As I walked to the counsellor’s office last week, I nearly got hit by a bus: I didn’t look both ways before I crossed, I just looked the wrong way. Fortunately the bus driver saw me from a distance and honked me the hell out of the street. Interestingly, my heart did jump a little of course, but I felt more like “of course, that would happen” rather than “OH MY GOD I ALMOST GOT HIT BY A BUS LIKE IN AN AMERICAN MOVIE”. I thought I’d tell the counsellor but didn’t.

Regarding her, and my conversation with her, she did a couple of interesting things. I have mentioned how much I annoy myself for breaking down into tears of drama at these sessions that are merely supposed to be screening visits.

I also mentioned how almost immediately after telling her how much I resented being defined as “Italian” when there is more Anglosaxon and Latin American culture in me than Italian, if any of them at all. I had explained about my upbringing and about how if you don’t have those cultural “rules” as part of your life when you’re little you kind of just don’t have them, you get your own values and rules and morality. And then she went and made a joke about how my strong emotions, which have caused me to lose people who were desperately important to me, were clearly because I was Italian, ha ha ha.

But there was something else she did, and I haven’t told anybody yet, partly because it upset me so much, partly because I always worry that people will say “oh not D. again, just let it go!!!”.

She had asked me for an example of a situation that deeply upset me and of course there are so many I decided to stick with the nearest. I explained how some people, few, make it to centre stage in my heart: they become very dear to me. She and I agreed that not having had a “proper” family, and not having had the experience of an example of it even outside my own until I was twelve, I had no real idea of family ties. We agreed that arriving in Italy and realising that people had cousins and aunts and mums near them and looking after them, realising I had had none of that, I rebelled and wanted that beyond anything else. I wanted what seemed to be my right: people close to me who loved me. I never thought there was anything wrong or dysfunctional with my family until I saw what was missing. We discussed the effect of that on my sexual history. And then we agreed that my friends were my family. The bond I create with them is as good as, if not above that of a family tie, because we chose each other. Often, I admit, it was me choosing them: most people in this society are unaware that friends can be as close as that. And when they realise what my friendship offers, they drink it in, naturally! And so do I. It’s a friendship that can withstand long periods of separation, because you feel close regardless. And even long periods of distancing, if correctly handled.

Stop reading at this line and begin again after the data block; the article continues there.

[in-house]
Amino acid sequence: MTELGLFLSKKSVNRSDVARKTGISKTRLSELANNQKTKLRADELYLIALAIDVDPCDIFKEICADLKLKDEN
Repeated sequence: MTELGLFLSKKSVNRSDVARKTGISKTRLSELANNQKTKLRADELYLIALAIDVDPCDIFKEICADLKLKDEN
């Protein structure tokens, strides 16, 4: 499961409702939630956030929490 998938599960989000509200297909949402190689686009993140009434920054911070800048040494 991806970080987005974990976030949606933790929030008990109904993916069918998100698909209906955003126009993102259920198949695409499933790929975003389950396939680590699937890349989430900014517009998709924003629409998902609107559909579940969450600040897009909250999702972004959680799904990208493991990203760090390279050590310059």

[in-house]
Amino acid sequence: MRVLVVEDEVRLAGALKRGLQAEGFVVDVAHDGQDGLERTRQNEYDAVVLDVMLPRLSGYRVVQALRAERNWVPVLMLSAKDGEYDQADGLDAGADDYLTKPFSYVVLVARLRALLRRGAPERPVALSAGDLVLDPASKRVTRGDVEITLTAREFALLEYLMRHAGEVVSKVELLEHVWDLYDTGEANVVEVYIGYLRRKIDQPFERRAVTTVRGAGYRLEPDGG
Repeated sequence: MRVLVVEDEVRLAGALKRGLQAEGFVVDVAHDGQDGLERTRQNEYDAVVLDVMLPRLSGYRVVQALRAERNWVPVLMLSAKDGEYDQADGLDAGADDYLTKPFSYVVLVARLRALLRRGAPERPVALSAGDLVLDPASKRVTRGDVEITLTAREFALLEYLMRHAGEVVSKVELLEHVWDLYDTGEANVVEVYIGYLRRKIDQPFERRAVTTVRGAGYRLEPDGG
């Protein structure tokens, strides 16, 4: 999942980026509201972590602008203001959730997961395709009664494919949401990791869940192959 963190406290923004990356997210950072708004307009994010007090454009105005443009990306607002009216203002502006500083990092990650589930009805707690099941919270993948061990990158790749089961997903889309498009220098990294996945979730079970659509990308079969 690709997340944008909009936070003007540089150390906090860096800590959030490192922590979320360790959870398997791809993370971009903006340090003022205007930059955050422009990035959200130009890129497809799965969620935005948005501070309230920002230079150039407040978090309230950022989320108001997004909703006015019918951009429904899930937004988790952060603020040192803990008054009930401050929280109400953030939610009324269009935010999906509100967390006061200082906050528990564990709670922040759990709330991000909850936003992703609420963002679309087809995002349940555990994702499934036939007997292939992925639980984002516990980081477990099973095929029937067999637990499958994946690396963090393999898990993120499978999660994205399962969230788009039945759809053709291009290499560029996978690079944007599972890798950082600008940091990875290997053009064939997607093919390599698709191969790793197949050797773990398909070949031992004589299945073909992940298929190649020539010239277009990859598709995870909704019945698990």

When, however, the distancing is done with your soul as well it devastates me.